On a lonely night in 1903, W.C. Handy, the African American leader of a dance orchestra, got stuck waiting for a train in the hamlet of Tutwiler, Mississippi. With hours to kill and nowhere else to go, Handy fell asleep on a hard wooden bench at the empty depot. When he awoke, a ragged black man was sitting next to him, singing about “goin’ where the Southern cross the Dog” and sliding a knife against the strings of a guitar. The musician repeated the line three times and answered with his instrument.
Intrigued, Handy asked what the line meant. It turned out that the tracks of the Yazoo & Mississippi Valley Railroad, which locals called the Yellow Dog, crossed the tracks of the Southern Railroad in the town of Moorehead, where the musician was headed, and he’d put it into a song.
It was, Handy later said, “the weirdest music I had ever heard.”
That strange music was the blues, although few people knew it by that name. At the turn of the century, the blues was still slowly emerging from Texas, Louisiana, the Piedmont region, and the Mississippi Delta; its roots were in various forms of African American slave songs such as field hollers, work songs, spirituals, and country string ballads. Rural music that captured the suffering, anguish-and hopes-of 300 years of slavery and tenant farming, the blues was typically played by roaming solo musicians on acoustic guitar, piano, or harmonica at weekend parties, picnics, and juke joints. Their audience was primarily made up of agricultural laborers, who danced to the propulsive rhythms, moans, and slide guitar.
In 1912, Handy helped raise the public profile of the blues when he became one of the first people to transcribe and publish sheet music for a blues song—”Memphis Blues.” Eight years later, listeners snapped up more than a million copies of “Crazy Blues” by Mamie Smith, the first black female to record a blues vocal. This unexpected success alerted record labels to the potential profit of “race records,” and singers such as Ma Rainey and Bessie Smith began to introduce the blues to an even wider audience through their recordings.
As the African American community that created the blues began moving away from the South to escape its hardscrabble existence and Jim Crow laws, blues music evolved to reflect new circumstances. After thousands of African American farm workers migrated north to cities like Chicago and Detroit during both World Wars, many began to view traditional blues as an unwanted reminder of their humble days toiling in the fields; they wanted to hear music that reflected their new urban surroundings. In response, transplanted blues artists such as Muddy Waters, who had lived and worked on a Mississippi plantation before riding the rails to Chicago in 1943, swapped acoustic guitars for electric ones and filled out their sound with drums, harmonica, and standup bass. This gave rise to an electrified blues sound with a stirring beat that drove people onto the dance floor and pointed the way to rhythm and blues and rock and roll.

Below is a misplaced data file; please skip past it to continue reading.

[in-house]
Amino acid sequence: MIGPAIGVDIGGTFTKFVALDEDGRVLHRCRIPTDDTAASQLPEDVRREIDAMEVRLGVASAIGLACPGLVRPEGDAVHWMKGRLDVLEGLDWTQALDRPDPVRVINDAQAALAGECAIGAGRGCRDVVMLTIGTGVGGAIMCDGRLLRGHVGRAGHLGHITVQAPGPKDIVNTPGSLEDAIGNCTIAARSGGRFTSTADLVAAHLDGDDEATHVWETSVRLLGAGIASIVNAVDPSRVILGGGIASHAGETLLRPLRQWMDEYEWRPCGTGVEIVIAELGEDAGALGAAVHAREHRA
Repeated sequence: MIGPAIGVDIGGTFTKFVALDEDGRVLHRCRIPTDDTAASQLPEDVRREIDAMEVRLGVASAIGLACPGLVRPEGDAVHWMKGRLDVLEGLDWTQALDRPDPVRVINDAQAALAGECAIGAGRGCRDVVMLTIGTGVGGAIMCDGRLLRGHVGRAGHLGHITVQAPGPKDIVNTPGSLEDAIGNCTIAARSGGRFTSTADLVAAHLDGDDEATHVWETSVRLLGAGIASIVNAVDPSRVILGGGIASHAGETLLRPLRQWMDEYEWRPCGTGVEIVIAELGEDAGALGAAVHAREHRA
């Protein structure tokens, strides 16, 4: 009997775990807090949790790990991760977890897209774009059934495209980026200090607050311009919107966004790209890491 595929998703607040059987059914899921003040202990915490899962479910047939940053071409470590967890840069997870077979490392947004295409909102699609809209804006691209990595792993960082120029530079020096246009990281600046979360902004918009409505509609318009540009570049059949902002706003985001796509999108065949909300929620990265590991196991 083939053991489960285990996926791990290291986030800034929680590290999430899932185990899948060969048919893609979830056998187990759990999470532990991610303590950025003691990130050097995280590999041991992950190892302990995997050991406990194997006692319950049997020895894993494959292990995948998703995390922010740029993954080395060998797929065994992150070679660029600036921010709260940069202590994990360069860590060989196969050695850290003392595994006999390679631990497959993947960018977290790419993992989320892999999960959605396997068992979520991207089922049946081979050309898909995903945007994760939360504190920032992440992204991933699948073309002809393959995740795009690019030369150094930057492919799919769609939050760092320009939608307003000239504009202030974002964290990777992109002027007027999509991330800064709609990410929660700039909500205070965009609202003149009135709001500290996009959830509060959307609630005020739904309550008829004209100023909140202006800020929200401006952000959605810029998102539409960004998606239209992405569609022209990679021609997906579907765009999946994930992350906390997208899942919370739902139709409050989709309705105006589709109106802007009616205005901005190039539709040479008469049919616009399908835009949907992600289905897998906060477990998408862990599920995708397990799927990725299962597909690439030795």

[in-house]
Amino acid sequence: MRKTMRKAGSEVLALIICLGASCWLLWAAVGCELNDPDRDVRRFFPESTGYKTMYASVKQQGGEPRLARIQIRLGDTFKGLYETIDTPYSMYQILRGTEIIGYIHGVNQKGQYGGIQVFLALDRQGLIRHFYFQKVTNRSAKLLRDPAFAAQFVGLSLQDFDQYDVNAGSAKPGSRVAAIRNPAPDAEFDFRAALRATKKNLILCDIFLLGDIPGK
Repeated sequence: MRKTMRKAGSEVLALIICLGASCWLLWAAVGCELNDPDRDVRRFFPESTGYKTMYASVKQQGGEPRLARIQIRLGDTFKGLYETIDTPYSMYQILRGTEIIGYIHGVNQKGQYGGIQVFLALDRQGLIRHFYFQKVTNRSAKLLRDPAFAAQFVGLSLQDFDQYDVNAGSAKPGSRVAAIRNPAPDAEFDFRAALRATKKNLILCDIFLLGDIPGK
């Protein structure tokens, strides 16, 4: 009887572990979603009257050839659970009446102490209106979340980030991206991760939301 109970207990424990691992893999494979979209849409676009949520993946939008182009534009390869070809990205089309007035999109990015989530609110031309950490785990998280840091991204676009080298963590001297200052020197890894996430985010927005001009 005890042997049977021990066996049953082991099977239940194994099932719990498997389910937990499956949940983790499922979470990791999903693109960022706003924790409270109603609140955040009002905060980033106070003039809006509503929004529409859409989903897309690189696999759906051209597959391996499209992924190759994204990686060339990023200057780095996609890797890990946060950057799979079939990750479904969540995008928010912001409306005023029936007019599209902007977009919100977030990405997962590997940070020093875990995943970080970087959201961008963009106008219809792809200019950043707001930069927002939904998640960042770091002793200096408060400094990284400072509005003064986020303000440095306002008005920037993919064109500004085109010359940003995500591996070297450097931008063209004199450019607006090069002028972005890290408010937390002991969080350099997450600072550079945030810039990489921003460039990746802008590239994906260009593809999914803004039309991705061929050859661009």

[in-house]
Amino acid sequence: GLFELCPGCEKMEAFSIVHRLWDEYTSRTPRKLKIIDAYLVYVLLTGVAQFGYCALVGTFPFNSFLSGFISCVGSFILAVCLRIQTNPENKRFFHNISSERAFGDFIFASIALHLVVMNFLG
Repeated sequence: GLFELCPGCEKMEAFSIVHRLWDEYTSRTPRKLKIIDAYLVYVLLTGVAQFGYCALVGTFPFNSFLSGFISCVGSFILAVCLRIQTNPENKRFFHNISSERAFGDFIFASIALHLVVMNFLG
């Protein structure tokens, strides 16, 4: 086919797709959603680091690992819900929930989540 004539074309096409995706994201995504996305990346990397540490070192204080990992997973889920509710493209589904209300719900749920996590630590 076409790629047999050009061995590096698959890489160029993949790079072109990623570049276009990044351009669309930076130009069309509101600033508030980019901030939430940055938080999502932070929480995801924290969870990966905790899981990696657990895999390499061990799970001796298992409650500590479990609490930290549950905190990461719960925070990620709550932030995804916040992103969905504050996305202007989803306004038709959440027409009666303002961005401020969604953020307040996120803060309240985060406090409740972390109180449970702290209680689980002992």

In the 1940s and early 1950s, the electrified blues reached its zenith on the radio, but began to falter as listeners turned to the fresh sounds of rock and roll and soul. In the early 1960s, however, as bands like The Rolling Stones began to perform covers of Muddy Waters and Howlin’ Wolf, aspiring white blues musicians in the United Kingdom helped resuscitate the genre. In the process, they created gritty rock and roll that openly displayed its blues influences and promoted the work of their idols, who soon toured England to wide acclaim. Although happy to be in demand as performers again, many veteran blues musicians were bitterly disappointed by seeing musicians such as Led Zeppelin get rich by copping the sound of African American blues artists, many of whom were struggling to survive.
Today, 100 years after WC Handy first heard it, the blues no longer commands the attention it once did; to many young listeners, traditional blues—if not contemporary blues—may sound as strange as it did to Handy. But if they listen closely, they’ll discover a rich, powerful history of people who helped build America and created one of the most influential genres of popular music.